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dc.contributor.advisorPierre Ghisbain and John A. Ochsendorf.en_US
dc.contributor.authorIwamoto, Grant Ten_US
dc.contributor.otherMassachusetts Institute of Technology. Department of Civil and Environmental Engineering.en_US
dc.date.accessioned2014-09-19T19:37:24Z
dc.date.available2014-09-19T19:37:24Z
dc.date.copyright2014en_US
dc.date.issued2014en_US
dc.identifier.urihttp://hdl.handle.net/1721.1/89850
dc.descriptionThesis: M. Eng., Massachusetts Institute of Technology, Department of Civil and Environmental Engineering, 2014.en_US
dc.descriptionThis electronic version was submitted by the student author. The certified thesis is available in the Institute Archives and Special Collections.en_US
dc.descriptionCataloged from student-submitted PDF version of thesis.en_US
dc.descriptionIncludes bibliographical references (page 63).en_US
dc.description.abstractThe design of spanning systems is a common task that structural engineers perform, and beam theory is one of the first things taught in a mechanics course. This thesis studies a range of spanning systems, and evaluates their performance in a systematic way. The systems considered are beams, trusses, funicular structures, and cable-stayed systems. The first part of the thesis examines system selection by evaluating the limits to each structural system and the relative efficiency of structural systems at different spans, depths, and loading constraints. In the second part, dynamic performance and global buckling are investigated to determine their influence on the performance of beams and trusses. These failure mechanisms should be examined early in the design process, but similar types of studies rely only on static behavior to evaluate performance. The third part analyzes the effect of the length-to-depth ratio on the performance of beams and trusses. In conceptual design, rules of thumb for this ratio are used as a starting point, but may not always be appropriate depending on the situation. Finally, the effect of design constraints on the performance of beams and trusses are studied. Depending on the situation, these design constraints may negatively affect the spanning system's performance. Specifically, the constraints of deflection, local buckling, uniform sizing of truss members, and support conditions are explored.en_US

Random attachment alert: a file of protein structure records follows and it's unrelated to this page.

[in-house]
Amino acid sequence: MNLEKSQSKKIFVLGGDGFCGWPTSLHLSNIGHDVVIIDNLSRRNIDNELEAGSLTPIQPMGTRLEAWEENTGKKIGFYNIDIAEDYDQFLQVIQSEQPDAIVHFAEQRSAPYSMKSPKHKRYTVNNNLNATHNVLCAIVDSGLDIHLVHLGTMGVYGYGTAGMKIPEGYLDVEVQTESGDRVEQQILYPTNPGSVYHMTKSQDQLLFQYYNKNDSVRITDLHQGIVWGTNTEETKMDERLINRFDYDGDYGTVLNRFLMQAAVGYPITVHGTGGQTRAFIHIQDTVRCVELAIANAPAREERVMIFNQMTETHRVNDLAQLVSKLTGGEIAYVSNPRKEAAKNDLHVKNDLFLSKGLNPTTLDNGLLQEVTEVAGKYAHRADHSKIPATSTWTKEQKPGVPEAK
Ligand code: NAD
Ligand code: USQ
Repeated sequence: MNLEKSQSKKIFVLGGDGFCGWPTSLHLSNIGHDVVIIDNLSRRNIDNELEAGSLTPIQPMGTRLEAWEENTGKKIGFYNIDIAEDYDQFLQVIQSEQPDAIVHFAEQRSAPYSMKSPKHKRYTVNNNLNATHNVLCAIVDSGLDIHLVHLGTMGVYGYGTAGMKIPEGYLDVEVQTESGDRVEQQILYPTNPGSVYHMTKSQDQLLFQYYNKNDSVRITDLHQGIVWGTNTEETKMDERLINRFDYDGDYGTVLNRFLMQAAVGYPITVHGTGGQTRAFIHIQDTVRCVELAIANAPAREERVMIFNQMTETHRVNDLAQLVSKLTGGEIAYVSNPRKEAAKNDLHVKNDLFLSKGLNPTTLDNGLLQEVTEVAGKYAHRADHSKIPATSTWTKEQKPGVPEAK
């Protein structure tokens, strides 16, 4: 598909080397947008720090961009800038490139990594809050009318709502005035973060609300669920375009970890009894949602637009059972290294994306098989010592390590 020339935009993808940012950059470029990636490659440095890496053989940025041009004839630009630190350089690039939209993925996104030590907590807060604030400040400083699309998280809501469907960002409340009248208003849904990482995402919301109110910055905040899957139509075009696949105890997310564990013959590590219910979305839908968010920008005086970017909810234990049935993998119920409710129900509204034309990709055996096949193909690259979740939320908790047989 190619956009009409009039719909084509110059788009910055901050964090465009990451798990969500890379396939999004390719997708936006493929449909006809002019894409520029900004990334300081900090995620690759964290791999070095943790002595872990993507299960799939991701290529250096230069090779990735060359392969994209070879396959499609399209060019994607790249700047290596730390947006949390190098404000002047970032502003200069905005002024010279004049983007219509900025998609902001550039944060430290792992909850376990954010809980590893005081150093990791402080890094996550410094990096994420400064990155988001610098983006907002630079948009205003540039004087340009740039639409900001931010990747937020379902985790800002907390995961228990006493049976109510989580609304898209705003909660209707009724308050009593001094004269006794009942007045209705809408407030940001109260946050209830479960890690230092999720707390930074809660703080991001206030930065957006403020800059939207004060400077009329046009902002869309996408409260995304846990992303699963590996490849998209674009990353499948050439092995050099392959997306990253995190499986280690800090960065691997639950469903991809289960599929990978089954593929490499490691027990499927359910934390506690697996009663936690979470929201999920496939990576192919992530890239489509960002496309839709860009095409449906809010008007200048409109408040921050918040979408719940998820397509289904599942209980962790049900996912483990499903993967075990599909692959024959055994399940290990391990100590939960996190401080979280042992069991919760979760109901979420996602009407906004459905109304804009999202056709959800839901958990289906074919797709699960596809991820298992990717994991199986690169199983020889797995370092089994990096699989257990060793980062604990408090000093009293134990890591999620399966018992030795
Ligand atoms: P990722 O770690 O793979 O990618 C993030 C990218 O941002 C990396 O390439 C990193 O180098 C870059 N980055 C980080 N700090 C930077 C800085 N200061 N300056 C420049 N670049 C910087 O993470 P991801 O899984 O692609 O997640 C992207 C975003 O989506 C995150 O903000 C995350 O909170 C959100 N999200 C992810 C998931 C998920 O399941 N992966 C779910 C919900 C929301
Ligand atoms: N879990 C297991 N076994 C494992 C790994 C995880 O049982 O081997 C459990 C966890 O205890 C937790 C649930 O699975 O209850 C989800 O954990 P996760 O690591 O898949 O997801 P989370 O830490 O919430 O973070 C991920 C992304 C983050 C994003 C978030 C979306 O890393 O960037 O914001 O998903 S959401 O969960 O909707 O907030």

dc.description.statementofresponsibilityby Grant T. Iwamoto.en_US
dc.format.extent69 pagesen_US
dc.language.isoengen_US
dc.publisherMassachusetts Institute of Technologyen_US
dc.rightsM.I.T. theses are protected by copyright. They may be viewed from this source for any purpose, but reproduction or distribution in any format is prohibited without written permission. See provided URL for inquiries about permission.en_US
dc.rights.urihttp://dspace.mit.edu/handle/1721.1/7582en_US
dc.subjectCivil and Environmental Engineering.en_US
dc.titlePerformance evaluation of spanning systemsen_US
dc.typeThesisen_US
dc.description.degreeM. Eng.en_US
dc.contributor.departmentMassachusetts Institute of Technology. Department of Civil and Environmental Engineering.en_US
dc.identifier.oclc890137514en_US


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